For this cause I Paul, the prisoner of Jesus Christ for you Gentiles,
The apostle, having stated the unity between Jews and Gentiles in the one spiritual temple, proceeds in this parenthesis to state the aspect of the gospel which is thus presented. It amounts, in fact, to the death of the tribal feeling, and to the encouragement of that broad cosmopolitanism which has been fostered by the Christian system. Paul, of course, rejoiced in his Jewish origin and in all the privileges which he had thus inherited. But since his conversion unto Christ, the narrowness had disappeared, and he took his stand before the world as the apostle and apologist of the Gentiles, hoping for the same elevation of character for them as for himself.
I. LET US NOTICE HOW PAUL WAS PREPARED FOR THIS CHAMPIONSHIP OF THE GENTILES. (Ver. 8.) He had come to entertain a deep humility of spirit. He deemed himself "less than the least of all saints." In Paul's experience it has been observed there is a progress. First he speaks of himself as "the least of the apostles, that am not meet to be called an apostle, because I persecuted the Church of God" (1 Corinthians 15:9). Secondly, as in this passage before us, he regards himself not only as hardly worthy of the name of an apostle, but as less than the least of all saints. Having ranked all apostles above himself in the first instance, he now ranks all the saints above him. Then, thirdly, he puts himself below all other sinners, and declares, "This is a faithful saying, and worthy of all acceptation, that Christ Jesus came into the world to save sinners; of whom I am chief" (1 Timothy 1:15). Now, this expresses a complete revolution in Pharisaic thought. Unquestionably Paul had learned to judge himself severely when he comes to conclusions such as these. Now, Christianity secures this apparent moral paradox of esteeming each the other better than himself (Philippians 2:3). "By humility," as A. Monod has said in his 'Explication,' "the Christian is led to judge himself severely, while charity comes to his aid in making him judge favorably of another. Each one, besides, reading in his own heart and not that of others, perceives only in himself that depth of sin which is the worst aspect of it, although least visible, and he can always hope that with others, whatever the appearances may be, this depth, hidden from his eyes, is better than with him." This personal humiliation, then, is the preparation Paul receives for his great role as elevator of the Gentiles. It is when personally abased that we are exalted in heart and hope, and become the willing servants of mankind.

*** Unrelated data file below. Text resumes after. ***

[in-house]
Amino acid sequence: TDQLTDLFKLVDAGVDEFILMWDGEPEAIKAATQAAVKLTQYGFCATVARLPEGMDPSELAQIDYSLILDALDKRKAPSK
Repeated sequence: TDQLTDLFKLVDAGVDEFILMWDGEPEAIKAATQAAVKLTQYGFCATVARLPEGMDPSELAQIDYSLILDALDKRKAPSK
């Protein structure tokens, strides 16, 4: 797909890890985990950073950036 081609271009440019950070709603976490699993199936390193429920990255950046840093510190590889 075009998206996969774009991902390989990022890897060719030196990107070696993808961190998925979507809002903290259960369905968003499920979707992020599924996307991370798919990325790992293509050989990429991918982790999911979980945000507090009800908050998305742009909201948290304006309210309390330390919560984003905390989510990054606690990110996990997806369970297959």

II. PAUL'S ESTIMATE OF HIS OFFICE. (Ver. 8.) It was a "grace" given to him to be allowed by God to preach among the Gentiles the unsearchable riches of Christ. His notion was that it was the crown and summit of human privilege to be thus placed in charge of such a commission. He magnified his office. He saw nothing to be compared with it in the privileges of men. He would have endorsed the words of a great modern preacher when he declared to students for the ministerial office, "There is no career that can compare with it for a moment in the rich and satisfying relations into which it brings a man with his fellow-men, in the deep and interesting insight which it gives him into human nature, and in the chance of the best culture for his own character.... Let us rejoice with one another that in a world where there are a great many good and happy things for men to do, God has given us the best and happiest, and made us preachers of his truth."